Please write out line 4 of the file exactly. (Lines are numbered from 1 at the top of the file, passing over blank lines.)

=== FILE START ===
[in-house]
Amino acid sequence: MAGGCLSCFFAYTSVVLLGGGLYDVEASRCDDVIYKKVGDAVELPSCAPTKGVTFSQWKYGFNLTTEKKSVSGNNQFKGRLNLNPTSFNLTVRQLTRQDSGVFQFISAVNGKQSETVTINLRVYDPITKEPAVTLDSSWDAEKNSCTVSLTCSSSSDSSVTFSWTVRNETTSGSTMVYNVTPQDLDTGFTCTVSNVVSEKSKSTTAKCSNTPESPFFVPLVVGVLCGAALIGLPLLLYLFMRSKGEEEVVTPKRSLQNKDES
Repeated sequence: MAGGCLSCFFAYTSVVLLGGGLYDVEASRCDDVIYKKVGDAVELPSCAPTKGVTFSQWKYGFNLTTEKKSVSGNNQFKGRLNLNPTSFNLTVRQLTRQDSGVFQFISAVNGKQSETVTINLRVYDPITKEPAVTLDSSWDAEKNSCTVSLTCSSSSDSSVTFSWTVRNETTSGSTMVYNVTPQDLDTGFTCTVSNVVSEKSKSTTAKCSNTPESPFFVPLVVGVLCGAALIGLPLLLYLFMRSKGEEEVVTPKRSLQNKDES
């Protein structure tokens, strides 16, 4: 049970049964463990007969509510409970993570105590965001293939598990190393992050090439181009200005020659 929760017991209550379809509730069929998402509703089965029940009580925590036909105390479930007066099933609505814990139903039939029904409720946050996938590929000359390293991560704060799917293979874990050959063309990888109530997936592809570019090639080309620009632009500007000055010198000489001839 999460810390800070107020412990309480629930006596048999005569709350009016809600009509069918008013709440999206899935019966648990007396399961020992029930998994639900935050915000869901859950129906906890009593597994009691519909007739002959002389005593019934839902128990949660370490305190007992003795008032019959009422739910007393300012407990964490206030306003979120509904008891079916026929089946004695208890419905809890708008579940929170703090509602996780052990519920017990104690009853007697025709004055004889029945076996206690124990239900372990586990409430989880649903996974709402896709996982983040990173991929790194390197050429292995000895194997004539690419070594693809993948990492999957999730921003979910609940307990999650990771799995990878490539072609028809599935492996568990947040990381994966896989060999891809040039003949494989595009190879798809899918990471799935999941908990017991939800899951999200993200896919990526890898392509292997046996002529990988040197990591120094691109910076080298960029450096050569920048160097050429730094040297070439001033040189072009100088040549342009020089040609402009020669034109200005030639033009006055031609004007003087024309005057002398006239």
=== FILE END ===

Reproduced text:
């Protein structure tokens, strides 16, 4: 049970049964463990007969509510409970993570105590965001293939598990190393992050090439181009200005020659 929760017991209550379809509730069929998402509703089965029940009580925590036909105390479930007066099933609505814990139903039939029904409720946050996938590929000359390293991560704060799917293979874990050959063309990888109530997936592809570019090639080309620009632009500007000055010198000489001839 999460810390800070107020412990309480629930006596048999005569709350009016809600009509069918008013709440999206899935019966648990007396399961020992029930998994639900935050915000869901859950129906906890009593597994009691519909007739002959002389005593019934839902128990949660370490305190007992003795008032019959009422739910007393300012407990964490206030306003979120509904008891079916026929089946004695208890419905809890708008579940929170703090509602996780052990519920017990104690009853007697025709004055004889029945076996206690124990239900372990586990409430989880649903996974709402896709996982983040990173991929790194390197050429292995000895194997004539690419070594693809993948990492999957999730921003979910609940307990999650990771799995990878490539072609028809599935492996568990947040990381994966896989060999891809040039003949494989595009190879798809899918990471799935999941908990017991939800899951999200993200896919990526890898392509292997046996002529990988040197990591120094691109910076080298960029450096050569920048160097050429730094040297070439001033040189072009100088040549342009020089040609402009020669034109200005030639033009006055031609004007003087024309005057002398006239």